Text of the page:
The 2009 Soundtrack of the Year Award
By Conrad Amenta | 16 December 2009
Awarded to Dead Fucking Silence
One only need look so far as the maudlin garbage written as accompaniment to the film adaptation of Cormac McCarthy’s The Road, which is set in a post-music world, to know it for sure: soundtracks in 2009 were the giant imposition of those more obsessed with making a movie than telling a story. Where soundtracks did blunder around with all the delicacy of a mummy trying to escape a museum, they did so condescendingly, flashing enormous “Applause!” signs at audiences that producers must have presumed were about seven years old. Wes Anderson continued on his streak of relegating music to kink property; Michael Jackson reminded us that he was broke before he died and was about to gouge a series of nostalgia-seekers for the thirtieth time; and everywhere else music was bass-thumping action or weepy hysterics with no regard for the nuance or pacing in between, of which most works of art are actually comprised.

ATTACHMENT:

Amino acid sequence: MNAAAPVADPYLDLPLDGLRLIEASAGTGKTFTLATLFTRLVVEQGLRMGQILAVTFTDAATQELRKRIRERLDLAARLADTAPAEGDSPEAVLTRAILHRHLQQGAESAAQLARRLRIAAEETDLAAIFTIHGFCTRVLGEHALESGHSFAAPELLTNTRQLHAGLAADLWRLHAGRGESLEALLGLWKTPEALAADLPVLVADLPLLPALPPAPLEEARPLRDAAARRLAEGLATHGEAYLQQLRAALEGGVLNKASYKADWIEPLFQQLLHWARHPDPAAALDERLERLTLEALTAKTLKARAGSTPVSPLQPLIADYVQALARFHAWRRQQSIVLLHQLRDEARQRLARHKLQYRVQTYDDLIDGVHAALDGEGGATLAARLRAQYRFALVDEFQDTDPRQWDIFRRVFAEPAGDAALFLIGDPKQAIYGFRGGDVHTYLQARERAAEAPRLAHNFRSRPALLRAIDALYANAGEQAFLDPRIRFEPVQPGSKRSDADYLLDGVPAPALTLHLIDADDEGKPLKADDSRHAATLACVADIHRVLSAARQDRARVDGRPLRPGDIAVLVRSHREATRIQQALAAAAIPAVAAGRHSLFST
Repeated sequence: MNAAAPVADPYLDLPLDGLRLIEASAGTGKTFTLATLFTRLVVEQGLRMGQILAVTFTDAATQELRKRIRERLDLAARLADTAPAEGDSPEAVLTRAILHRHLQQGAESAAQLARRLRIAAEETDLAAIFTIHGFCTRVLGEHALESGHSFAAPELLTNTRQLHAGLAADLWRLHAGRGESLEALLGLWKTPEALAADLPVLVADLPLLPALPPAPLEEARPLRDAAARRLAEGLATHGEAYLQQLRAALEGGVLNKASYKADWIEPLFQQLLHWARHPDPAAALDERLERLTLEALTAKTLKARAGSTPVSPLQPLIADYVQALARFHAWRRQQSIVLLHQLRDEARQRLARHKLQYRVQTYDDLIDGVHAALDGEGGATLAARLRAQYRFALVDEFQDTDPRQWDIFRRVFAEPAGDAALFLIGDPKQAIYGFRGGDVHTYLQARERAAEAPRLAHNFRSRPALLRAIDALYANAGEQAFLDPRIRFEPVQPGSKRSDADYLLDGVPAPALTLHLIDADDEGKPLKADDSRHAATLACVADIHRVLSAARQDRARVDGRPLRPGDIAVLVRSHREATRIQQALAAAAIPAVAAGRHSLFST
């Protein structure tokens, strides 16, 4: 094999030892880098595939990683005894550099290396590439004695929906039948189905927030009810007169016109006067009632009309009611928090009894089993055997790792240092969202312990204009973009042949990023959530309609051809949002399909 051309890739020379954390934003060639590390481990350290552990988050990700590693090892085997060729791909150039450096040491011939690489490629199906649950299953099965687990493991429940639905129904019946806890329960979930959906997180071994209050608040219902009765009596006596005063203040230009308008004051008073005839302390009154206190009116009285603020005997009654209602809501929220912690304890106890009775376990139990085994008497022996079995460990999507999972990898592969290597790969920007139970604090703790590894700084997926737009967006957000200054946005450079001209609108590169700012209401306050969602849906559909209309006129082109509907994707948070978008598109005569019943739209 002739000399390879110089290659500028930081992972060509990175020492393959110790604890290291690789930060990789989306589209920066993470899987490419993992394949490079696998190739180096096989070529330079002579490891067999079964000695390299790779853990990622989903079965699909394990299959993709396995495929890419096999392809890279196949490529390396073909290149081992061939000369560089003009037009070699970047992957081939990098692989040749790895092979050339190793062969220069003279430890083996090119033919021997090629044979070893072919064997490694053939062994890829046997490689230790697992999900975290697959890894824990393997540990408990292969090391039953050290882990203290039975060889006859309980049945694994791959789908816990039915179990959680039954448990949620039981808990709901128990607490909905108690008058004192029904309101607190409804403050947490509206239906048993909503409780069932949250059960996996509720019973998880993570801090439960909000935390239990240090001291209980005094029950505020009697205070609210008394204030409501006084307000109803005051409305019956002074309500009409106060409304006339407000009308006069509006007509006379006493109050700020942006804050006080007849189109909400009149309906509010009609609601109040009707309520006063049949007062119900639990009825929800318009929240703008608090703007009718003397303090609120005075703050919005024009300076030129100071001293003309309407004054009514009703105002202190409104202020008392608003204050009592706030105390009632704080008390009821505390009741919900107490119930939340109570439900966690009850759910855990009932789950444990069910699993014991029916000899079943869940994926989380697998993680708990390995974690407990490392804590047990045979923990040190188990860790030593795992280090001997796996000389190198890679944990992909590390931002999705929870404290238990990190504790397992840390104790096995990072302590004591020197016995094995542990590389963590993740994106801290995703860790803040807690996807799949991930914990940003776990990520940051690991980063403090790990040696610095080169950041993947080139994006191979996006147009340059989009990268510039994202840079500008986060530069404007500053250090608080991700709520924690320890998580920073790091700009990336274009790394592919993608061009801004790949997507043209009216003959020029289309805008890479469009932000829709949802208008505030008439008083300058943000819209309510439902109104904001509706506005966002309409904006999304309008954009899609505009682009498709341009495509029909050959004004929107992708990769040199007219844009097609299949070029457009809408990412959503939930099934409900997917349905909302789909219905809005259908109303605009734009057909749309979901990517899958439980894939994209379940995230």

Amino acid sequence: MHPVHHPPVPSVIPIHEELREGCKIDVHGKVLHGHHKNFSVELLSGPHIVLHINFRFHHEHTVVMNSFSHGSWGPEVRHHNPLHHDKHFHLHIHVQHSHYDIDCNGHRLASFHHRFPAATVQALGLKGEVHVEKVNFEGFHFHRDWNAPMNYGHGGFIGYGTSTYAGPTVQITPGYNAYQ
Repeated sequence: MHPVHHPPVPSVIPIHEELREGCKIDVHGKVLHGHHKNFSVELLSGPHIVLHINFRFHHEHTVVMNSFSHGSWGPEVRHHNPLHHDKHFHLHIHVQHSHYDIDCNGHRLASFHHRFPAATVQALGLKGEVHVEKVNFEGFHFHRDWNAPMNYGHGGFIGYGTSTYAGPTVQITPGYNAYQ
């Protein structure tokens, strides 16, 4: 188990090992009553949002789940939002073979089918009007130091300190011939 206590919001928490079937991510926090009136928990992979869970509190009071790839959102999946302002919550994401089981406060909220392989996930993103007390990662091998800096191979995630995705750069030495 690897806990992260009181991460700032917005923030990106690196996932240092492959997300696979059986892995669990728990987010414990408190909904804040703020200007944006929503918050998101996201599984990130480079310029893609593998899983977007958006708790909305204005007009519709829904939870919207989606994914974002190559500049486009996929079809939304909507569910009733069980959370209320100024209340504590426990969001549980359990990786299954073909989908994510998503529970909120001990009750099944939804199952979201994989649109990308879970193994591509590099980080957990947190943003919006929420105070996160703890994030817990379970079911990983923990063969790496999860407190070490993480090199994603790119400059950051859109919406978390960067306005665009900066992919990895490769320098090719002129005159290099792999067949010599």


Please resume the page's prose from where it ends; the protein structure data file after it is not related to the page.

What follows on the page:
Those movies that benefited the most from sound editing were those that edited music right out, thus heavily featuring our award winner, Dead Fucking Silence—mostly art house films, films that unintentionally disguised their lack of budget with such unconventional moves as “not ruining their script by jumping up and down and pointing when something important happens,” and “trying.” Here’s hoping that the recession reaches Hollywood by at least mid-2010, and hits the sound production stage first.